This is the biggest reason I hate the Rondo signing. After struggling through last season with a starting back court that couldn’t make a three, the Bulls are doubling down by signing the worst shooting point guard in basketball.

For all of the dynamic things Butler can do on a court, attracting attention off the ball is not something he does. As we saw quite a bit last season, Butler felt most comfortable with the ball in his hands running the offense. To compliment that, the Bulls need to pair him with a point guard who is going to keep help defenders occupied far away from the paint. Rajon Rondo could not be further from fitting that description.

I just cannot comprehend what Gar Forman and John Paxson were thinking  when they signed Rondo. Do they expect him and Butler to play well off each other? Unless Butler is spending his summer turning himself into a 40% three point shooter, I struggle to imagine a scenario where these two are able to power the Bulls to a half decent offense.

If Rondo’s outside shooting was his only issue, it would be bad enough. But there are several other aspects of offense the newest Bull struggles at. Rondo was arguably the single worst transition player in the NBA last season. According to NBA.com, of players to handle the ball on at least 200 transition possessions, nobody scored less frequently, and turned the ball over more frequently than Rajon Rondo. Only Jordan Clarkson and Klay Thompson (who took a lot of transition threes) shot free throws less often in transition than Rondo.

All of which brings me to my final complaint about Rondo’s offensive game: his utter fear of the charity stripe. Rondo has failed to crack 60% from the line in four of the last six seasons. And as his percentages have dropped, so have the attempts. Rondo got to the line just twice a game last season, a shockingly low number for the player who finished tenth in the league in drives to the basket. People complain about Rondo hunting for assists to boost his stats, but I think a lot of his hunted dimes are the result of his unwillingness to draw contact in the paint for fear of embarrassing himself shooting free throws.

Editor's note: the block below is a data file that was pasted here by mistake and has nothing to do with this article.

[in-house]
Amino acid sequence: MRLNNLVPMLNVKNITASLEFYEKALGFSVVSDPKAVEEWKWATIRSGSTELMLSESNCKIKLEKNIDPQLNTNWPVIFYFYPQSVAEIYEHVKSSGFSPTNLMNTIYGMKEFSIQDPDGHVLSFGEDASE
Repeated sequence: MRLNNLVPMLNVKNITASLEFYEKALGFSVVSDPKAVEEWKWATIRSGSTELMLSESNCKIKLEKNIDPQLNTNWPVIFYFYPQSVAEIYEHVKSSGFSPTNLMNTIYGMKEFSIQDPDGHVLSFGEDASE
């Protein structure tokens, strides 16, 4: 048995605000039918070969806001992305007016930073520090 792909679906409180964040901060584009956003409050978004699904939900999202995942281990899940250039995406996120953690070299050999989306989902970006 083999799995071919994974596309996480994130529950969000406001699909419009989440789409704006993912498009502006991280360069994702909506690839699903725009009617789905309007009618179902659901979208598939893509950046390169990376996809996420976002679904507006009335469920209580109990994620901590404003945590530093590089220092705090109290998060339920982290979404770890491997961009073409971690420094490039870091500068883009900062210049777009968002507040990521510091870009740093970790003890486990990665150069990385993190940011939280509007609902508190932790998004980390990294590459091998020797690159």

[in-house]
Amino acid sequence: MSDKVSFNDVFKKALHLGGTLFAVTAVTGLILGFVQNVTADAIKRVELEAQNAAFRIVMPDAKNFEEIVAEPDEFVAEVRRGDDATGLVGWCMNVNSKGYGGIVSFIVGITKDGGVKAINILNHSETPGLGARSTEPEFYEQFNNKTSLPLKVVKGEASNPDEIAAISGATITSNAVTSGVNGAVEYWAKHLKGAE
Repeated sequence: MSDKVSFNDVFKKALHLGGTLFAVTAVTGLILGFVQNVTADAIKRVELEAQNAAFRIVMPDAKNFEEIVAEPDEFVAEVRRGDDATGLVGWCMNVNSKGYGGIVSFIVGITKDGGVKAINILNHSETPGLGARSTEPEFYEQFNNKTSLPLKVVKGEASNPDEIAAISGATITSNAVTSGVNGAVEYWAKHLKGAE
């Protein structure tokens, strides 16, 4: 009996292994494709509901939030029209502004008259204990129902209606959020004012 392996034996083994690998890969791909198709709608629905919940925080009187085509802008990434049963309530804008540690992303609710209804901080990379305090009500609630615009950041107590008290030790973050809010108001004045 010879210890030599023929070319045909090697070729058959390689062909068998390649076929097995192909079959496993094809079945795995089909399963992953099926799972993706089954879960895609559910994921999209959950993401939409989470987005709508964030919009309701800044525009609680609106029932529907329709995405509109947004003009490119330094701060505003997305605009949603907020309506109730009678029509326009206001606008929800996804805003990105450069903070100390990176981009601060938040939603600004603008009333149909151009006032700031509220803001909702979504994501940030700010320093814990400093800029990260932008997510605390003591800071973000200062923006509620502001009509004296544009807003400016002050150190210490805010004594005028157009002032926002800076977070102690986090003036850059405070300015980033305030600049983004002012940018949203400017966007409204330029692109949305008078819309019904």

This was a particularly poor market for free agent point guards, but the Bulls somehow managed to overpay for a low upside rental who makes no sense from a roster construction standpoint. Michael Wonsover looked at some of the other point guards the Bulls could have potentially signed for less money who may have also fit better alongside Butler. Allow me to add rookie Wade Baldwin to the list. The Bulls passed on Baldwin to take Denzel Valentine, another old college player with legitimate red flags. Baldwin projects to be a capable defender and a good shooter who does not need the ball in his hands to make an impact. Sort of like an ideal partner for Jimmy. Sort of like the opposite of Rondo.

The frustrating thing about the GarPax regime is they have the ability to make smart moves along the margins, but completely botch their bigger decisions. Grabbing Dinwiddie for free? Smart. Getting Justin Holiday back for washed up Hinrich? Savvy! Signing Felicio out of training camp for less than $1 million? Potentially franchise-altering!

But between the Gasol signing, the all-in Doug McDermott trade, the Thibs firing/Hoiberg hiring, and now the signing of Rajon Rondo, this front office has proven that they are incapable of making the decisions that count.

 

Bulls make out well in shocking, emotional Derrick Rose trade

In a move that caught just about everyone by surprise, the Bulls traded Derrick Rose to the New York Knicks Wednesday afternoon. The move signifies the end of an era that will be remembered by all with mixed emotions ranging from the highest of highs to the lowest depths that exist in basketball fandom. Derrick Rose was never just a basketball player here in his home town. Rose’s first few years were the first time this city dumped it’s hopes and dreams into a Bull since the departure of Michael Jordan. And how could you not when he was doing this and this.  Rose captured our hearts with his humble demeanor and our excitement with his physics-defying drives to the hoop.

Rose tore his ACL in the first round of the playoffs in 2012 while leading the deepest team he would ever play for in Chicago and was simply never the same. Two additional knee injuries robbed Rose of nearly three entire years in his prime. Rose’s 66 games played this year were an incredible accomplishment to those of us who wondered if he would ever string together a few healthy months again. While it was encouraging to finally see his ability to withstand the rigors of the NBA, it was clear that the Rose who treated gravity like an optional feature would never return. And so, with one year and $21 million left on his contract, the Chicago Bulls have decided to turn the page.

While the idea of Derrick in Knickerbocker garb is sickening to many Bulls fans, the front office should be commended for haul they brought back in return for the former MVP. Here’s the full trade:

New York Receives;

Derrick Rose, Justin Holiday and a 2017 second round pick

Chicago Receives:

Robin Lopez, Jose Calderon and Jerian Grant

The big prize for Chicago is veteran center Robin Lopez, who will be entering year two of a four year, $54 million contract next season. Lopez’s brother Brook garners more attention around the league than Robin because of his smooth post moves and reliable mid range jump shot. But where Robin is lacking on offense compared to his brother, he more than makes up for on the other end.